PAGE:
Beef has met with a lot of bad reputation recently. The animal fat has been abhorred by millions on account of the projected health hazards it may cause when consumed or used by humans. Reasons: High saturated fats, low polyunsaturated fatty acids, high risk of cholesterol and arteriosclerosis. Health hazards apart, beef has been in use from the ancient times in many industrial, homemade products including soaps, candles, leather and most recently, biodiesel. It has also been discovered that consumption of animal fat like beef or lard is good for health, compared to hydrogenated vegetable oils and that clogging of arteries cannot be attributed only to the intake of animal fat. With all these facts, one cannot ignore the importance of beef and its various byproducts.
What is Suet? “Render therefore unto suet the thing that was beef fat”, goes an old adage. Suet is raw beef fat present around the kidney and loin region of cows, that is, around a beef’s hindquarter. Suet is available in packaged forms in stores. Sometimes packaged suet is dehydrated and can be mixed with flour, which can go rancid or can be unsuitable for preparation of tallow or bird feed. This is why it is better to get raw suet from your butcher. However, when you buy from suet, ensure that you get only the fat around kidneys and loin area. All other fat is not suet and should not be used in suet recipes or suet uses.
Popular uses of Suet: Suet, as such, has a lot of traditional uses. It is used in puddings, in the making of mincemeat, in making of cakes, bird feed and a lot more. But, the most common and primary use of suet is to make tallow.
1. From suet to tallow: Beef tallow is made using fresh suet. Suet is traditionally rendered into tallow for use in soaps, candles and cooking. Raw beef fat is solid at room temperature and has a high smoking point of 40 degree Celsius. To be rendered into tallow, suet is heated on a pot, until it is cleansed of its impurities. When the fat melts and the red skin turns into brown, you can sieve the crackled pieces of fat from the liquid using a cheese cloth. The liquid fat, when cooled or refrigerated, becomes tallow. Tallow is pure white or yellowish in color depending of freshness or quality of suet.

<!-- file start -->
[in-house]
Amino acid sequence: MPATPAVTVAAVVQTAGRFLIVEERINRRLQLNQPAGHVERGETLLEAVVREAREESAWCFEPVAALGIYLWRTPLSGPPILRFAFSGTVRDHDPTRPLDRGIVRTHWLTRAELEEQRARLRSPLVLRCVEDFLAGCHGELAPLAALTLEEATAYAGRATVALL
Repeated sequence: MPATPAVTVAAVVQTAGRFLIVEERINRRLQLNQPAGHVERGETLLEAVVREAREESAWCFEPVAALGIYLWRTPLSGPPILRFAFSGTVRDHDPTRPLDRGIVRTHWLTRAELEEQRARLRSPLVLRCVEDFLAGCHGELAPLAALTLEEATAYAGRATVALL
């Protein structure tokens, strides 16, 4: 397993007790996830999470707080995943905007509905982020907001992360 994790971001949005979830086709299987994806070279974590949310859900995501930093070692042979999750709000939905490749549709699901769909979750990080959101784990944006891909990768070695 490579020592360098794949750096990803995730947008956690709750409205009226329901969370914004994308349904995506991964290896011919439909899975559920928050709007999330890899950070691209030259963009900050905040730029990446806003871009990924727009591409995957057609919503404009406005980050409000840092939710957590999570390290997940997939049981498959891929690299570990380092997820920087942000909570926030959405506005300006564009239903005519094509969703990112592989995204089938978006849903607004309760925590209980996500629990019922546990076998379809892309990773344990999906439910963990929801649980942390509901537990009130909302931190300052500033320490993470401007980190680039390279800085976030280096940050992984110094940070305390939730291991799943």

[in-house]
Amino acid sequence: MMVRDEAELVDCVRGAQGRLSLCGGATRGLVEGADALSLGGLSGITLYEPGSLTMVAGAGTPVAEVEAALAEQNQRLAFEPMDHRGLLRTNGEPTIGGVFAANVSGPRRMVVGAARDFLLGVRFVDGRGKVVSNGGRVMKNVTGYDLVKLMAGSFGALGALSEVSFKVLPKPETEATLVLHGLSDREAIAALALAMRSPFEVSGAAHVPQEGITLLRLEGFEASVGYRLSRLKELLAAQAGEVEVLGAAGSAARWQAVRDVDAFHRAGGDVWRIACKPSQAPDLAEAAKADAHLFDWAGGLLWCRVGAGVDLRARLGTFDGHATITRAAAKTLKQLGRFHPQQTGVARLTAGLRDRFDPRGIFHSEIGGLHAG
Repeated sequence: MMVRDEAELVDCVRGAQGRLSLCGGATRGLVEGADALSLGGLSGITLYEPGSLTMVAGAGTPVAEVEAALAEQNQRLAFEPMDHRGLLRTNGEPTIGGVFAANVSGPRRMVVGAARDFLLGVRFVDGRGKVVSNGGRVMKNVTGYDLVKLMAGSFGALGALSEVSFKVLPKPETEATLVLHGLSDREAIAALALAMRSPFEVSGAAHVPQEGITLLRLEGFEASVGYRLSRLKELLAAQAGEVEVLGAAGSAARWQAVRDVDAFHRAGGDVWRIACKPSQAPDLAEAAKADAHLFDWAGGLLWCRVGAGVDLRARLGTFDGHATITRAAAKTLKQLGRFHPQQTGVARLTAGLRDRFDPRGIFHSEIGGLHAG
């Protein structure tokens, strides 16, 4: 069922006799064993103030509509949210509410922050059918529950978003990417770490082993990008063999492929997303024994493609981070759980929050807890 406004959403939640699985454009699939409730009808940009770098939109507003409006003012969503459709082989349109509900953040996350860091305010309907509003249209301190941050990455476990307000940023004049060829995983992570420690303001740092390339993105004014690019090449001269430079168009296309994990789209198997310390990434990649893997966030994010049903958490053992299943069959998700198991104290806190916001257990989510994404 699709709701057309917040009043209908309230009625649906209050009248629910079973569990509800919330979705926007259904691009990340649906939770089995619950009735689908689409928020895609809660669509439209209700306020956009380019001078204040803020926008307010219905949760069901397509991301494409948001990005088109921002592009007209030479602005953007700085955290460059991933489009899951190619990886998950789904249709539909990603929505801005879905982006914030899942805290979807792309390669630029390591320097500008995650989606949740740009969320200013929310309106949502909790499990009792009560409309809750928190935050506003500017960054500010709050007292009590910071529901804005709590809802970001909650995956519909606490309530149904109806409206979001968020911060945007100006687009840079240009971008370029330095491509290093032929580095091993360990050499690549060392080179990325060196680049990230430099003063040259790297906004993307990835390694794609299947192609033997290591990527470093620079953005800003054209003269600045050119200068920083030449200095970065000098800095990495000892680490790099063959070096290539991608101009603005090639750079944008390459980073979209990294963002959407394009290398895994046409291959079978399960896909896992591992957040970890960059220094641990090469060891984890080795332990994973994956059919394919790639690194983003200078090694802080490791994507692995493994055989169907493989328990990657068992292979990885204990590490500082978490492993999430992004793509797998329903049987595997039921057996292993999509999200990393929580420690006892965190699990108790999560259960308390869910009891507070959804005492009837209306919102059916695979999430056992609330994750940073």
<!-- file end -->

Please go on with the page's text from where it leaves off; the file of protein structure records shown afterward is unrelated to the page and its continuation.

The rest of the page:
2. Suet as bird feed: Suet is traditional bird food. It is used to attract many kinds of birds – woodpeckers, wrens, chickadees, nuthatches, kinglets, thrashers, creepers, cardinals, and starlings. Suet, when mixed with peanut butter, is good food for juncos, jays, bluebirds and goldfinches.
3. Suet and cooking: Suet is an important ingredient in the traditional English Christmas pudding. Since it has only a mild beefy smell, it imparts a rich and tasty flavor to any kind of dish. Suet is used in many recipes including the preparation of Haggis, steak and kidney pudding, Christmas pudding, mincemeat, spotted dick, rag pudding, dumplings, Jamaican patty, Windsor pudding etc. Suet can be made into suet cakes for other uses.
It should be remembered that grass fed suet tastes better and is healthier compared to suet from grain fed industrially-raised cows.